--What about the garbage truck?
I see this [the hydraulic pump on the door], I think it’s a trigger that makes it openAnthony
When it closes, it crushes the trashLucy
The back thing helps the trash get compactedRory
 
The students were able to make connections to our leaning, by explaining that various items in the landfill could have been recycled or reused or composted.  The students were also able to talk about the "life cycle of trash."

This experience has convince me that the explanation game is a great way to introduce a study and then assess the students' learning at the end of a study.  After completing our Reduce, Reuse, Recycle study, we embarked on our Building Study.  We started the study with the explanation game looking at a picture of the city of Shanghai.  I look forward to bringing out the picture again to see how the students' thinking has grown. 

Sunday, April 13, 2014

CSI- minus the color and the image

I decided to start building the kids schema for the regions using videos from the district Safari Montage site.  The videos were life savers at the time, I didn't expect much to come from them.  But in the spirit of making the learning more meaningful, I used the Symbol part of the Color, Symbol, Image routine as a reflection and synthesis piece. Our enduring understanding: Every system is make up of interdependent elements that make unique contributions to the system as a whole. 

Students were given a map of each region which they glued into their social studies notebook. As they watched the video, they labeled the states, major bodies of water, land forms etc. and took notes.  After watching the video, they talked in small groups about what they noticed.  What did the states in the region have in common?  Did they have similar economic, cultural, geographic issues?  What might be a symbol that could represent the entire region as a whole?
They could come up with their own symbol, or one as a group, but each drew a sketch in their own social studies notebook.

Once we got through all five regions, they picked their best symbol and transferred it to a 2x2 square, making it as lovely and artistic as possible.  We placed each of these symbols on a large map of the US inside the region it was designed for.

With the symbols placed, the kids did a See, Think, Wonder and came up with some synthesizing thoughts.

"Maybe mexican food is a symbol of in the southwest because it is close to Mexico."

"The northeast must depend a lot on seafood."

"Farm symbols come in the midwest.  I think this is where we get a lot of our meat."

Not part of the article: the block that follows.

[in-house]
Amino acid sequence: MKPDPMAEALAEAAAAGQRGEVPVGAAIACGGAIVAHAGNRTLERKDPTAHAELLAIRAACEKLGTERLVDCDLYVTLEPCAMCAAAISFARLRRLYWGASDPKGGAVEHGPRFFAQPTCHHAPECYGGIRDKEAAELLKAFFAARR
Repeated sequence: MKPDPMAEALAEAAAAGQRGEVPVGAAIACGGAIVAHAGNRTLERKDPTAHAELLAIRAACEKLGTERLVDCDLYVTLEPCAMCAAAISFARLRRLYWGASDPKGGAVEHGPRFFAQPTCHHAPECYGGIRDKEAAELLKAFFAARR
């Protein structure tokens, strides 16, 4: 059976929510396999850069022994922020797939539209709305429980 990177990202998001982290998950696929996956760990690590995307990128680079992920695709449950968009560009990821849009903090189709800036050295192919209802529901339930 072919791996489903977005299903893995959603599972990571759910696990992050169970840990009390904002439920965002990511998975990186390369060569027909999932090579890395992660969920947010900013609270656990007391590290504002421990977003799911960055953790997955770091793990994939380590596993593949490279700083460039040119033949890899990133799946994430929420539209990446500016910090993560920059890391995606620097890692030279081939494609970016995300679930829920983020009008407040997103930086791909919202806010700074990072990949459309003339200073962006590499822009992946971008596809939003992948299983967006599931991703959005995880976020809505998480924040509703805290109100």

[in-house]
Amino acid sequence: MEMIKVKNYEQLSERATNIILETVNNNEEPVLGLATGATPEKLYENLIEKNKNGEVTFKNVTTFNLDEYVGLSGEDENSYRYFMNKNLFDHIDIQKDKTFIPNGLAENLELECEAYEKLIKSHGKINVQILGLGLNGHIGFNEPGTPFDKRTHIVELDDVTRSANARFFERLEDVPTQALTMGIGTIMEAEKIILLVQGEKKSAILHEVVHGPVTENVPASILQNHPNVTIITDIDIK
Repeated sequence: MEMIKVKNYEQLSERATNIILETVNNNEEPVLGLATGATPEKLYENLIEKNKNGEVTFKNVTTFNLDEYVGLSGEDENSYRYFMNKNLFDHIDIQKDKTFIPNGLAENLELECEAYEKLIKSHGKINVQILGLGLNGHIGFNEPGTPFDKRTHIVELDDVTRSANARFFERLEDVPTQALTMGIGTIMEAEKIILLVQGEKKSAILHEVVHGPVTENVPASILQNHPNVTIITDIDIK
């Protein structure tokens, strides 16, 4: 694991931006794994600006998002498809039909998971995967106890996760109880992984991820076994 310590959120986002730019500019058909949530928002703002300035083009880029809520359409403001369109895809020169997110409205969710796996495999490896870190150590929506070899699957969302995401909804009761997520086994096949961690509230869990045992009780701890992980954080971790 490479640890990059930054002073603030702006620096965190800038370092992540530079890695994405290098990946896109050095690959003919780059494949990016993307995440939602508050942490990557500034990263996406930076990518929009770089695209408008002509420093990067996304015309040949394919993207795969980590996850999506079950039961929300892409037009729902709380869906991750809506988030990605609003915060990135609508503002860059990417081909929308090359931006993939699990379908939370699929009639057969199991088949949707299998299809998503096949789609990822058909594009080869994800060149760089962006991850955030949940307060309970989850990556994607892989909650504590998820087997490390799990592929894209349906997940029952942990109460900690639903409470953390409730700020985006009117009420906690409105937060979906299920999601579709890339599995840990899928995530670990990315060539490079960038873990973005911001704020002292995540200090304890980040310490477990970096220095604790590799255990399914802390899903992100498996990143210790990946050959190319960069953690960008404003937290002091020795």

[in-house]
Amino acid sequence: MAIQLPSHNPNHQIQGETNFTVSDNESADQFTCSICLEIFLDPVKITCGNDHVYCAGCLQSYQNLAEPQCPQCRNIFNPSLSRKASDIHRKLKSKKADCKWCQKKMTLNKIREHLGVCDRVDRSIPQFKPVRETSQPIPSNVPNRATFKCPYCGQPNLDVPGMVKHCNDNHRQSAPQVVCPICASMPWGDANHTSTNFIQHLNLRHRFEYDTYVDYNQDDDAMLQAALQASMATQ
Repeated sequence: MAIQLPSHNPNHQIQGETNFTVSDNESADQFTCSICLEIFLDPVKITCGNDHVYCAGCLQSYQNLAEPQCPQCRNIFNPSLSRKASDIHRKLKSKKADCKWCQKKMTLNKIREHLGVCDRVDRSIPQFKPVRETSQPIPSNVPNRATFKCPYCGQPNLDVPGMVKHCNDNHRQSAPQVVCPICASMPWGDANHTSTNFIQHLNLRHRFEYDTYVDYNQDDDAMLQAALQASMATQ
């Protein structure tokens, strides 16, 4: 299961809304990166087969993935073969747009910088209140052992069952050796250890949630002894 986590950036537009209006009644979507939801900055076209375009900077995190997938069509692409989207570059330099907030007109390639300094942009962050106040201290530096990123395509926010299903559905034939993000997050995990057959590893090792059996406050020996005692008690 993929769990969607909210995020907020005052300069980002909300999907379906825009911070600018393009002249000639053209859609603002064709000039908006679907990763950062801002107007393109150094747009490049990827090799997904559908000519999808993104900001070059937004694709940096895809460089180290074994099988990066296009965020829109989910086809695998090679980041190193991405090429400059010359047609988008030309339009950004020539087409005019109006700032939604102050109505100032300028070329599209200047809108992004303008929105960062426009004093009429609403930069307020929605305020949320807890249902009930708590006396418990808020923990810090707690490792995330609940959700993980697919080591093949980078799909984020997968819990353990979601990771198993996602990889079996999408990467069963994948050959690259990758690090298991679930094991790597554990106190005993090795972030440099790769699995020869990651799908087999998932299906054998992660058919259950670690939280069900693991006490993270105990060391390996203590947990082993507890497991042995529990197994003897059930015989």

Trickster Tale from Clues to a Culture literacy unit

Another of the components in my Clues to a Culture unit was to learn how cultures use storytelling to provide insight into their culture.  The Native Americans wrote and told trickster tales to explain nature.  After reading aloud some trickster tales, students were asked to write their own tales.  They were asked to use literary devices that we had been exploring such as sensory imagery, personification, and similes and metaphors.

We began by reading aloud the following mentor texts.



Students then chose a topic in nature to explain through a trickster tale.  They wrote their tales then spaced them appropriately for a picture-book format before printing them.  Once printed, students illustrated their stories.  I scanned the pages, and students created a video of their story with voice-over of the student reading his or her story.  Here is one example.

video

Fact vs. Fiction in Clues to a Culture literacy unit

Continuing with our Clues to a Culture unit, we are now exploring the premise that fiction and nonfiction are NOT mutually exclusive and should be read together. Along with our overarching essential question, "How does literature provide insight into a culture," our new topical essential question is, "In what ways do readers learn about a culture from fiction and nonfiction?"

Once students finished reading their novels, they embarked upon a research task. They again used the four chalk talk questions:

1) How do different cultures use the Earth’s resources (plants, trees, water, oil, soil)?
2) How do different cultures view animals? (pets, food, work)?
3) In what ways does religion play a part in a culture’s beliefs and customs?
4) How are a culture’s customs and beliefs shown in their stories, art and music?

Students identified the main culture in their novels and research answers to the four chalk talk questions. They recorded their information in two-column notes.  The main cultures researched were the pioneers, the Inuit, the Penobscot, the Ojibwe, and the Nicoleno.

Once students recorded facts found in response to each of the four questions, they gathered with their novel groups to discuss what each had found. Groups then charted two-column notes, with the left column including the fact found during research, and the right column included quotes from the text providing evidence of the fact.

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After students completed their book club discussions, finding examples from the novel that matched the facts about their culture, they used these notes to create a Google presentation slideshow explaining how insight to a culture can be gained through fiction AND nonfiction.  Students wrote a brief summary of their novel, displayed their fiction/nonfiction information in a table, and then wrote a response to the essential question, "How does literature provide insight into a culture?"

This is one student's slideshow with a book summary, fact vs. fiction synopsis, and response to the essential question, "How does literature provide insight to a culture?"